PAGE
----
I want you to think about Hole No. 12 at Augusta and when the pin is on the far right side of the green… you know, the Sunday pin. Where do the pros try and aim? The center of the green! That’s because the right pin is by all means a sucker pin. If they miss the shot just a touch, they’re in the water, in the bunker, or left with an impossible up-and-down.

Sucker pins are the ones at the extreme sides of the green complex, and especially the ones that go against your normal shot pattern.

So go back to No. 12 with a far right pin, and say your natural shot shape is right-to-left. Would you really aim out over the water and move it towards the pin? That would be a terrible idea! It’s a center of the green shot all day, even for those who work it left-to-right. Learn to recognize sucker pins, and you won’t short side yourself ever again.

2) Are You a Good Bunker Player?

A “sucker pin,” or just a difficult hole location, is often tucked behind a bunker. Therefore, you should ask yourself, “am I a good bunker player?” Because if you are not, then you should never aim at a pin stuck behind one. If I wanted to shoot at pins all day, I’d make sure I was the best lob wedge player around. If you are not a short-game wizard, then you will have a serious problem attacking pins all round.

For those who lack confidence in their short game, or simply are not skilled on all the shots, it’s a good idea to hit to the fat part of the green most of the time. You must find ways to work around your weaknesses, and hitting “away” from the pin isn’t a bad thing, it’s a smart thing for your game.

3) Hitting the Correct Shelf

I want you to imagine a pin placed on top of a shelf. What things would you consider in order to attack this type of pin? You should answer: shot trajectory, type of golf ball, your landing angle with the club you’re hitting, the green conditions, and the consequences of your miss. This is where people really struggle as they forget to take into account these factors.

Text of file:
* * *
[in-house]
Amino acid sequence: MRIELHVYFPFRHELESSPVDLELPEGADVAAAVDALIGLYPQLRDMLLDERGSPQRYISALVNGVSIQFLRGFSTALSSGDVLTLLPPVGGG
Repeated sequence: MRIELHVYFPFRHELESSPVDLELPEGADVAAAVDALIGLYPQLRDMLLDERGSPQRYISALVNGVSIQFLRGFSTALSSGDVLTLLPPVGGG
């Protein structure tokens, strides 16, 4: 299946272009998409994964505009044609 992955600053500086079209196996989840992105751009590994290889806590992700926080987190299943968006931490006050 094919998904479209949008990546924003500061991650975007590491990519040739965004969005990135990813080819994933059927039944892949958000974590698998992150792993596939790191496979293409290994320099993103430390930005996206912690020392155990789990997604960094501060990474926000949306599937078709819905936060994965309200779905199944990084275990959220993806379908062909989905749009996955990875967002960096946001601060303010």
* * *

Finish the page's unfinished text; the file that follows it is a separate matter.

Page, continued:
If you don’t consider what you can and cannot do with the shot at hand, you will miss greens, especially when aiming at a pin on a shelf. Sometimes, you will simply have to aim at the wrong level of the green in order to not bring the big number into play. Remember, if you aim for a top shelf and miss, you will leave yourself with an even more difficult pitch shot back onto that same shelf you just missed.

4) Know your Carry Distances

In my opinion, there is no excuse these days to not know your carry distances down to the last yard. Back when I was growing up, I had to go to a flat hole and chart these distances as best I could by the ball marks on the green. Now, I just spend an hour on Trackman.

My question to you is if you don’t know how far you carry the ball, how could you possibly shoot at a pin with any type of confidence? If you cannot determine what specific number you carry the ball, and how the ball will react on the green, then you should hit the ball in the center of the green. However, if the conditions are soft and you know your yardages, then the green becomes a dart board. My advice: spend some time this off-season getting to know your distances, and you’ll have more “green lights” come Spring.

5) When do you have the Green Light?

Do you really know when it’s OK to aim at the pin? Here are some questions to ask yourself that will help:

  • How are you hitting the ball that day?
  • How is your yardage control?
  • What is the slope of the green doing to help or hinder your ball on the green?
  • Do you have a backstop behind the pin?

It’s thoughts such as these that will help you to determine if you should hit at the pin or not. Remember, hitting at the pin (for amateurs) does not happen too often per nine holes of golf. You must leave your ego in the car and make the best decisions based on what information you have at that time. Simple mistakes on your approach shot can easily lead to bogeys and doubles.

6) When is Any Part of the Green Considered a Success?

There are some times when you have a terrible angle, or you’re in the rough/a fairway bunker. These are times when you must accept “anywhere on the green.”

Left in these situations, some players immediatly think to try and pull off the “miracle” shot, and wonder why they compound mistakes during a round. Learn to recognize if you should be happy with anywhere on the green, or the best place to miss the ball for the easiest up and down.

Think of Ben Hogan at Augusta on No. 11; he said that if you see him on that green in regulation then you know he missed the shot. He decided that short right was better than even trying to hit the green… sometimes you must do this too. But for now analyze your situation and make the best choice possible. When in doubt, eliminate the big numbers!

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Is There An Ideal Backswing?



In this video, I talk about the backswing and look into optimal positions. I also discuss the positives and negatives of different backswing positions.

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19th Hole